This evening KDRT begins a week of special programming to mark its campaign to boost the station’s signal. On Davisville, “special” means playing a few short segments created for other uses at KDRT that have never appeared on this show before: The Change Monster, and a skit we might call Rudolph’s Lawyer Negotiates With Santa on That Foggy Christmas Eve. But first we talk briefly with Davis Media Access Executive Director Autumn Labbe-Renault on why expanding KDRT’s signal to cover all of Davis is a good idea. This photo shows three of the folks behind tonight’s show (Autumn was gone before we could rope her into this shot): host Bill Buchanan, center, engineer Jim Buchanan, right, and Officially Unbiased Professional Singer Megan Buchanan, left, who shares her verdict on the musicality of Bill’s semi-finished boost-the-signal radio spot you’ll hear near the end, The Weak Signal Blues.

Davisville, Nov. 14, 2016: The Annual Movie Show with Davis Film Critic Derrick Bang

Derrick Bang, who writes movie reviews for his blog Derrick Bang on Film and The Davis Enterprise, returns this week for his annual conversation about year-end movies with program host Bill Buchanan (in the photo, that’s Derrick on the left). Bang talks about movies he thinks will be good, a few he believes will fail, sequels, the problem with first-run movie theaters that serve meals, and how 2016 has fared in terms of quality. “Hollywood stuff has lacked imagination this year, until summer, when things picked up a little bit,” he says. “[But] it has been a superb year for smaller, independent movies.”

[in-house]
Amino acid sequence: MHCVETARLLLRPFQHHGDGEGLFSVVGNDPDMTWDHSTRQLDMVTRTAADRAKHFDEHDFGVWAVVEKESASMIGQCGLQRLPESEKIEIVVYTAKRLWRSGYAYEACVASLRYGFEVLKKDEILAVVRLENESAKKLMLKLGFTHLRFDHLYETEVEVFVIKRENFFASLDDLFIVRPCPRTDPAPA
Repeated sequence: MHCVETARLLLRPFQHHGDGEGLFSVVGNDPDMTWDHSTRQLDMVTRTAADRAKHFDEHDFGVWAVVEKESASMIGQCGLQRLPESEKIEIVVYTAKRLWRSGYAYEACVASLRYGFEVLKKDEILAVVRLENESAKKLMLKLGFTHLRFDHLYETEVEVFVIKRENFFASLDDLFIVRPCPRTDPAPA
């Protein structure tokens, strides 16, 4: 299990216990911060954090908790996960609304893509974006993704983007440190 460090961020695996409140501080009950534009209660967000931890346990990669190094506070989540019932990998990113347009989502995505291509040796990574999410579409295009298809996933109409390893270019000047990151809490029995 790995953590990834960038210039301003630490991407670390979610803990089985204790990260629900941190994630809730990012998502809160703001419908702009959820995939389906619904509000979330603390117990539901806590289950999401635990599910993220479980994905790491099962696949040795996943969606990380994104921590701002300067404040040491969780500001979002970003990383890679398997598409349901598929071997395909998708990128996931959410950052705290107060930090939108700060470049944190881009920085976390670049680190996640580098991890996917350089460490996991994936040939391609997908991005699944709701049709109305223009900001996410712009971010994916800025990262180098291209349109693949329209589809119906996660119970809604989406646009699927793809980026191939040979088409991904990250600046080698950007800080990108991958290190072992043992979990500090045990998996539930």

Davisville, Oct. 31, 2016: Interesting Work, Growth at The Davis Shakespeare Ensemble

The Davis Shakespeare Ensemble is an interesting story for at least two reasons: their work, and the way they continue to grow. Today we talk with Rob Salas (in photo), who co-founded the group in 2010 with Gia Battista, about the support they’re getting, the professional theater they’re building, the appeal of Shakespeare, their 2017 season, why they chose Davis, and one of the festivals they’re learning from: the Oregon Shakespeare Festival in Ashland.

Davisville, Oct. 17, 2016: Why Gratitude Works

Rachel Cross lives in Davis, works as a registered nurse at a state prison, and previously taught developmental psychology at Sacramento State. For four Thursdays starting Oct. 27, she's teaching a short, free series on gratitude -- not for money or as part of a program, but because she “can’t not" do it. She feels compelled, driven by the demonstrated value of gratitude as a practice -- as something you do. Next month, many people won't be happy with the result of the presidential election, whoever wins. How does gratitude apply there? Does too much gratitude breed complacency ... and who should you be grateful to? We get into all that. Her thoughtful answers draw on her training and experience.